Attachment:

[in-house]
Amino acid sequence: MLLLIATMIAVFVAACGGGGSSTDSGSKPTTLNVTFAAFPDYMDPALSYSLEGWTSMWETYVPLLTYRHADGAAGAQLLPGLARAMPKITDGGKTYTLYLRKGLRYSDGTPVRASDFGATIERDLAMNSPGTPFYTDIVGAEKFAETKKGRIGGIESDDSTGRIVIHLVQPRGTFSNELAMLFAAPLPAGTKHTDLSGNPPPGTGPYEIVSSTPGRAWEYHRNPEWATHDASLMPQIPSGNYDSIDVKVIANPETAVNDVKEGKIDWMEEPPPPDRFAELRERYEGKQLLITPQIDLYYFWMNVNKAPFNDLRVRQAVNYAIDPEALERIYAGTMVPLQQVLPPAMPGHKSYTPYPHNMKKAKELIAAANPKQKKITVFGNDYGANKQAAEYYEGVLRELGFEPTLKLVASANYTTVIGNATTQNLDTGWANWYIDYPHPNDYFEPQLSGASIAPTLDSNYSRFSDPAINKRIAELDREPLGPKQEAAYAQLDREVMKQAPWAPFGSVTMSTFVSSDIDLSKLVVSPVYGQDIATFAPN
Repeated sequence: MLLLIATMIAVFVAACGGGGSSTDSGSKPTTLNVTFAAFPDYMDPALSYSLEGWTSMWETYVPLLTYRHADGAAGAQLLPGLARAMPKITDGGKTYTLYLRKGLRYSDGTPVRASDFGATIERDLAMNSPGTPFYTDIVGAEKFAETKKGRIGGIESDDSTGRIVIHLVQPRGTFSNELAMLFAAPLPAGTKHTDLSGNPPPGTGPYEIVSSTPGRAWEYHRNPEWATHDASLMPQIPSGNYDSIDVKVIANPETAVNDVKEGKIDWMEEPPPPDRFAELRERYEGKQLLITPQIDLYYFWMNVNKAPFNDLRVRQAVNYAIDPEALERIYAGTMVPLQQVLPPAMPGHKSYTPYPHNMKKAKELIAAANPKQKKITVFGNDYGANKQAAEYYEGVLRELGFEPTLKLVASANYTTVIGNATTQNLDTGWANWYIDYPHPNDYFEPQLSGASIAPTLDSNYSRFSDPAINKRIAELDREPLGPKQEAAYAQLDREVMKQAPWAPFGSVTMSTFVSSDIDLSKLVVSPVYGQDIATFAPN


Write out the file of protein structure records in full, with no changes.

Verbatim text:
[in-house]
Amino acid sequence: MLLLIATMIAVFVAACGGGGSSTDSGSKPTTLNVTFAAFPDYMDPALSYSLEGWTSMWETYVPLLTYRHADGAAGAQLLPGLARAMPKITDGGKTYTLYLRKGLRYSDGTPVRASDFGATIERDLAMNSPGTPFYTDIVGAEKFAETKKGRIGGIESDDSTGRIVIHLVQPRGTFSNELAMLFAAPLPAGTKHTDLSGNPPPGTGPYEIVSSTPGRAWEYHRNPEWATHDASLMPQIPSGNYDSIDVKVIANPETAVNDVKEGKIDWMEEPPPPDRFAELRERYEGKQLLITPQIDLYYFWMNVNKAPFNDLRVRQAVNYAIDPEALERIYAGTMVPLQQVLPPAMPGHKSYTPYPHNMKKAKELIAAANPKQKKITVFGNDYGANKQAAEYYEGVLRELGFEPTLKLVASANYTTVIGNATTQNLDTGWANWYIDYPHPNDYFEPQLSGASIAPTLDSNYSRFSDPAINKRIAELDREPLGPKQEAAYAQLDREVMKQAPWAPFGSVTMSTFVSSDIDLSKLVVSPVYGQDIATFAPN
Repeated sequence: MLLLIATMIAVFVAACGGGGSSTDSGSKPTTLNVTFAAFPDYMDPALSYSLEGWTSMWETYVPLLTYRHADGAAGAQLLPGLARAMPKITDGGKTYTLYLRKGLRYSDGTPVRASDFGATIERDLAMNSPGTPFYTDIVGAEKFAETKKGRIGGIESDDSTGRIVIHLVQPRGTFSNELAMLFAAPLPAGTKHTDLSGNPPPGTGPYEIVSSTPGRAWEYHRNPEWATHDASLMPQIPSGNYDSIDVKVIANPETAVNDVKEGKIDWMEEPPPPDRFAELRERYEGKQLLITPQIDLYYFWMNVNKAPFNDLRVRQAVNYAIDPEALERIYAGTMVPLQQVLPPAMPGHKSYTPYPHNMKKAKELIAAANPKQKKITVFGNDYGANKQAAEYYEGVLRELGFEPTLKLVASANYTTVIGNATTQNLDTGWANWYIDYPHPNDYFEPQLSGASIAPTLDSNYSRFSDPAINKRIAELDREPLGPKQEAAYAQLDREVMKQAPWAPFGSVTMSTFVSSDIDLSKLVVSPVYGQDIATFAPN